More recently, next-generation marker genotyping platforms have evolved to address specific issues. Yang, et al. [86] developed a semi-automated primer design pipeline to convert GBS-derived SNPs into amplicon sequencing (AmpSeq) markers. This has become necessary because GBS alone is unworkable for highly heterozygous species, for which a large number of missing data and the under-calling of heterozygous sites are very common. The AmpSeq strategy starts from the design of primer pairs by using GBS tags as templates; then, the resulting amplicons are used for genotyping via NGS. In this way, it is possible to circumvent GBS-related issues and to develop reliable SNP-based markers for the high-throughput screening of heterozygous crops.
A further technique, named rAMPSeq, has been established by Buckler, et al. [87] to develop repetitive sequence-based markers for robust genotyping. Although the authors are well aware that the design of rAMPSeq sacrifice several strengths of the GBS method, they feel that the method they have proposed can be revolutionary for breeding and conservation biology.
All considered, the key role of NGS on SNP markers identification, genetic diversity assessment, and population structure analysis in horticultural crops is unquestionable, regardless of the genotyping strategies available. With its unprecedented throughput and scalability, NGS is enabling investigations on genetic diversity at a level never before possible.

3. Advanced Phenomics in Plant Breeding

Phenomics is becoming increasingly important in genetic studies and precision agriculture since it allows for the accurate characterization of multiple traits in crops and a better understanding of phenotypic changes due to underlying heritable genetic variation.
As reported in the previous section, the tremendous advancement of cutting-edge sequencing technologies allowed the identification of thousands of SNPs at affordable costs; at the same time, methods to assess plant traits progressed more slowly, generating what is known as the “phenotyping bottleneck” [88]. Biochemical and metabolomic phenotyping of quality traits and especially abiotic and biotic stress evaluation are the main cause of the “phenotyping bottleneck”. Further on in the text, we will provide several examples on how imaging methods are being used to collect phenotypic data points for complex traits in vegetable crops.
The need for increasing the ability to investigate a large amount of traits in a non-destructive manner and with an acceptable accuracy has become a major target in plant breeding. The labor-intensive and costly nature of phenotyping, motivated, in the past decade, the research community to develop automated technologies for high-throughput plant phenotyping (HTPP). This has guaranteed massive progress in the dissection of a wide range of qualitative, agronomical, morphological, and physiological traits, as well in the investigation of traits related to biotic and abiotic stresses.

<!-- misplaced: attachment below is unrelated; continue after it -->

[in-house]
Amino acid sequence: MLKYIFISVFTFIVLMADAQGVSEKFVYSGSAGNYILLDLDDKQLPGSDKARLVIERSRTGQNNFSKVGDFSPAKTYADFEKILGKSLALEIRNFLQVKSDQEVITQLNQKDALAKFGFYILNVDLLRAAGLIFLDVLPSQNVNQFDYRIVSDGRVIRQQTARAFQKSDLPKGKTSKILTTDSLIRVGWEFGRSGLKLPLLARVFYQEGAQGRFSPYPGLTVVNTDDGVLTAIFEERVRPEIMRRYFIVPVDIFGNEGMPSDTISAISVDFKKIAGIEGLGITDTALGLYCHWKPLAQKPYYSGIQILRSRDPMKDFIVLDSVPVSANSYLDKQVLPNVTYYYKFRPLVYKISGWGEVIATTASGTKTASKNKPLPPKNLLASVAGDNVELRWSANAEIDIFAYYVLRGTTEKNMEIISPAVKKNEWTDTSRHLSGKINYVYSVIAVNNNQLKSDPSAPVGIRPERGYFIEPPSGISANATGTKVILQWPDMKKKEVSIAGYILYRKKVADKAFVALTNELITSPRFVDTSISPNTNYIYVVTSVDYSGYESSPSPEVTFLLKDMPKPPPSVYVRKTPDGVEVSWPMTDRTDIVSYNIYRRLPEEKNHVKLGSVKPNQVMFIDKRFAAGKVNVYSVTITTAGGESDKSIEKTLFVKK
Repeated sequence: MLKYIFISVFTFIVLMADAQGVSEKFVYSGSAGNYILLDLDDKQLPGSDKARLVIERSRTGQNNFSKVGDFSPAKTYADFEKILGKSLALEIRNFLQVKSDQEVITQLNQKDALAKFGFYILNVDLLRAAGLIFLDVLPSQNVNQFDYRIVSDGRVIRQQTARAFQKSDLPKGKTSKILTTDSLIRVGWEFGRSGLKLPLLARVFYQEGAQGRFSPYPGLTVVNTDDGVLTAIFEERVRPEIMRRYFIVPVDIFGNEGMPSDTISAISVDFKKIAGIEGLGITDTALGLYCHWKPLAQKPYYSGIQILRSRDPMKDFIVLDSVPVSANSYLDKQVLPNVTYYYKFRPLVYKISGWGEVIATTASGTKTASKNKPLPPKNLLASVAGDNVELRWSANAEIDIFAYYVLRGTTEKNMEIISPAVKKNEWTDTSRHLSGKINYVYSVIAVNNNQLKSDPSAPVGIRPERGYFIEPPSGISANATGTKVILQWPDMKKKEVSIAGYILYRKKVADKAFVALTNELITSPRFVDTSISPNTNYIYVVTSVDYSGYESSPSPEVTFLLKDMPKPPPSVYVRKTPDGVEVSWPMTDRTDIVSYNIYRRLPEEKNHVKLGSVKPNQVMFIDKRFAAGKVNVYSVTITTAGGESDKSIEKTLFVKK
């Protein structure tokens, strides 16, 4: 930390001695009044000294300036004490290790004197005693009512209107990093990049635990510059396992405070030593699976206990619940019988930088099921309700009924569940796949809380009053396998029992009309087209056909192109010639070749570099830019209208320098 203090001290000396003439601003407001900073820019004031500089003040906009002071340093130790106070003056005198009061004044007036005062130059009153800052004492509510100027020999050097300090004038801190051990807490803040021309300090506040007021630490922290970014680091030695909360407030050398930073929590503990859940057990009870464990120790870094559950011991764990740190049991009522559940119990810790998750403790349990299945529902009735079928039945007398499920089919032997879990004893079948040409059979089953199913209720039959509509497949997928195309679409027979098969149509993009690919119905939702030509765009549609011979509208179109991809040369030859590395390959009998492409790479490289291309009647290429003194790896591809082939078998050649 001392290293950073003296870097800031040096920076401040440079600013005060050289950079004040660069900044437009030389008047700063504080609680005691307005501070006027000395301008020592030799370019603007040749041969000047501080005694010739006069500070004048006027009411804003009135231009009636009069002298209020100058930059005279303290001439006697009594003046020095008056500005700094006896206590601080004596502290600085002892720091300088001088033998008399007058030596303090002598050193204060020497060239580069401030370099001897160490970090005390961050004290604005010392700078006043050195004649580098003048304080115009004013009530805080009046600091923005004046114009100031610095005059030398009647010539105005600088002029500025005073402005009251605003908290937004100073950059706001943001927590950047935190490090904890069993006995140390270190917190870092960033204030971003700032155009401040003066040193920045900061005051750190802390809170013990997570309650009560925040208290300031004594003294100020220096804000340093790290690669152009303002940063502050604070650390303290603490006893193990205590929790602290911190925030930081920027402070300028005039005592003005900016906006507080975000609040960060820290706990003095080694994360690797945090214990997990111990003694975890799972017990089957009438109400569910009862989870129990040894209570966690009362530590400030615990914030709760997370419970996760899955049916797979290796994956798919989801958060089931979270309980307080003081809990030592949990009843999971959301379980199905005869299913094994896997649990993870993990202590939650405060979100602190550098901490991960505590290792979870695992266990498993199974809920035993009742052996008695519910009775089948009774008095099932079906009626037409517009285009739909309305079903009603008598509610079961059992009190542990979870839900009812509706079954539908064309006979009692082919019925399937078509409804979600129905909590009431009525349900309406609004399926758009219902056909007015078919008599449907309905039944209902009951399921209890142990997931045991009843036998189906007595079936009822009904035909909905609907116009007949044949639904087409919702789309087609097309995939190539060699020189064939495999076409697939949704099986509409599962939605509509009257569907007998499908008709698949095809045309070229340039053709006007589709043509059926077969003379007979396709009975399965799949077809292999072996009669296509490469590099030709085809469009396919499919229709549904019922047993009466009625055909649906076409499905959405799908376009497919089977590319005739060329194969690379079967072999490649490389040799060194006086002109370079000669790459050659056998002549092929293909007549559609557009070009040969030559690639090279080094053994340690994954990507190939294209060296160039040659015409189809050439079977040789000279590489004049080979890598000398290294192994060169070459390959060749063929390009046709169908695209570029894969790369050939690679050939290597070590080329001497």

These technologies, which rely on automated non-invasive sensing methods, are able to capture plant features on the basis of image analysis. At present, several systems are available, including conventional RGB/CIR cameras, spectroscopy (multispectral and hyperspectral remote sensing), thermal infrared systems, fluorescence and tridimensional (3D) imaging, and magnetic resonance imagers (MRI) [89,90].
Features and potentialities of these tools are widely documented [91]; herein, we briefly list which implications (benefits and constraints) emerged from their use on horticultural crop phenotyping.
RGB/CIR cameras are extensively used to analyze traits such as plant canopy and biomass, which can be estimated by combining the imagery falling into red, blue, and green light (RGB), and color infrared (CIR). Derived indexes can be further calculated as the “leaf area index” (LAI) or “normalized difference vegetation index” (NDVI). Multispectral (MS) and hyperspectral (HS) analysis are more addressed to those traits linked to crop physiological status (e.g., nutrient and water content, photosynthetic efficiency, etc.) using a set of images which covers the entire range of radiation from visible (VIS; 400–765 nm) to near-infrared (NIR; 765 to 3200 nm). Thermal imaging is better suited to evaluate (i) the stage of infections by pathogens or if diseases are spreading through the crops and (ii) responses to abiotic stresses (e.g., drought and heat tolerance). It is based on measurements of the variation in foliage surface temperature, which is related to differences in stomatal conductance due to various stresses that alter water balance and transpiration [92]. Plant metabolic status can be assessed by means of fluorescence, capturing excitation, and emission spectra during the absorption of radiation in shorter wavelengths by chlorophyll [90]. Vegetation canopy structure and topographic maps can be estimated by 3D imaging, while MRI detects nuclear resonance signals from isotopes to generate images of the internal structures of the plant. These devices can be used alone or in combination to deliver different data outcomes.